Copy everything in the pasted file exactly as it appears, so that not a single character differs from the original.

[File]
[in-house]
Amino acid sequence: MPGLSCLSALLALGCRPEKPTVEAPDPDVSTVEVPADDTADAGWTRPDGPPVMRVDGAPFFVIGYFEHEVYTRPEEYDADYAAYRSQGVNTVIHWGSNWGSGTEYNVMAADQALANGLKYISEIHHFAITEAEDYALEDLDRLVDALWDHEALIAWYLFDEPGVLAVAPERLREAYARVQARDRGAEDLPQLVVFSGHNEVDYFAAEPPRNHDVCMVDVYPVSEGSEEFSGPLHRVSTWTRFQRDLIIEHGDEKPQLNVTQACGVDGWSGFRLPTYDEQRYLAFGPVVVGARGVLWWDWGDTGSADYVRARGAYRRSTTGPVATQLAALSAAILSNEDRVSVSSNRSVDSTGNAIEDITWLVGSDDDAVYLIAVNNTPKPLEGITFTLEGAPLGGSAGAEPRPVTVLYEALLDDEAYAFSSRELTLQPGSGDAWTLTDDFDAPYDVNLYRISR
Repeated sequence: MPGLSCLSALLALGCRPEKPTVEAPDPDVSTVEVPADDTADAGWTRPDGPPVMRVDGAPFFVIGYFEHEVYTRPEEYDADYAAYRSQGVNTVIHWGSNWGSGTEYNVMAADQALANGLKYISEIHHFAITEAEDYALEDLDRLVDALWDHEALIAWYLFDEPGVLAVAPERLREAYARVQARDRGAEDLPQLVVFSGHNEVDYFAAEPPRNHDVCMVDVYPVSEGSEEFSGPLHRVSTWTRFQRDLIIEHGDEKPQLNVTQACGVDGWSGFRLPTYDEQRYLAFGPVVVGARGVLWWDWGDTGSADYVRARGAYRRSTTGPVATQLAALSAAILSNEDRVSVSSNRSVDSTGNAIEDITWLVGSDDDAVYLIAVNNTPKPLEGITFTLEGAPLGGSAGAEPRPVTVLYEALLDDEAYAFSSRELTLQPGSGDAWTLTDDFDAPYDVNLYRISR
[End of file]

[in-house]
Amino acid sequence: MPGLSCLSALLALGCRPEKPTVEAPDPDVSTVEVPADDTADAGWTRPDGPPVMRVDGAPFFVIGYFEHEVYTRPEEYDADYAAYRSQGVNTVIHWGSNWGSGTEYNVMAADQALANGLKYISEIHHFAITEAEDYALEDLDRLVDALWDHEALIAWYLFDEPGVLAVAPERLREAYARVQARDRGAEDLPQLVVFSGHNEVDYFAAEPPRNHDVCMVDVYPVSEGSEEFSGPLHRVSTWTRFQRDLIIEHGDEKPQLNVTQACGVDGWSGFRLPTYDEQRYLAFGPVVVGARGVLWWDWGDTGSADYVRARGAYRRSTTGPVATQLAALSAAILSNEDRVSVSSNRSVDSTGNAIEDITWLVGSDDDAVYLIAVNNTPKPLEGITFTLEGAPLGGSAGAEPRPVTVLYEALLDDEAYAFSSRELTLQPGSGDAWTLTDDFDAPYDVNLYRISR
Repeated sequence: MPGLSCLSALLALGCRPEKPTVEAPDPDVSTVEVPADDTADAGWTRPDGPPVMRVDGAPFFVIGYFEHEVYTRPEEYDADYAAYRSQGVNTVIHWGSNWGSGTEYNVMAADQALANGLKYISEIHHFAITEAEDYALEDLDRLVDALWDHEALIAWYLFDEPGVLAVAPERLREAYARVQARDRGAEDLPQLVVFSGHNEVDYFAAEPPRNHDVCMVDVYPVSEGSEEFSGPLHRVSTWTRFQRDLIIEHGDEKPQLNVTQACGVDGWSGFRLPTYDEQRYLAFGPVVVGARGVLWWDWGDTGSADYVRARGAYRRSTTGPVATQLAALSAAILSNEDRVSVSSNRSVDSTGNAIEDITWLVGSDDDAVYLIAVNNTPKPLEGITFTLEGAPLGGSAGAEPRPVTVLYEALLDDEAYAFSSRELTLQPGSGDAWTLTDDFDAPYDVNLYRISR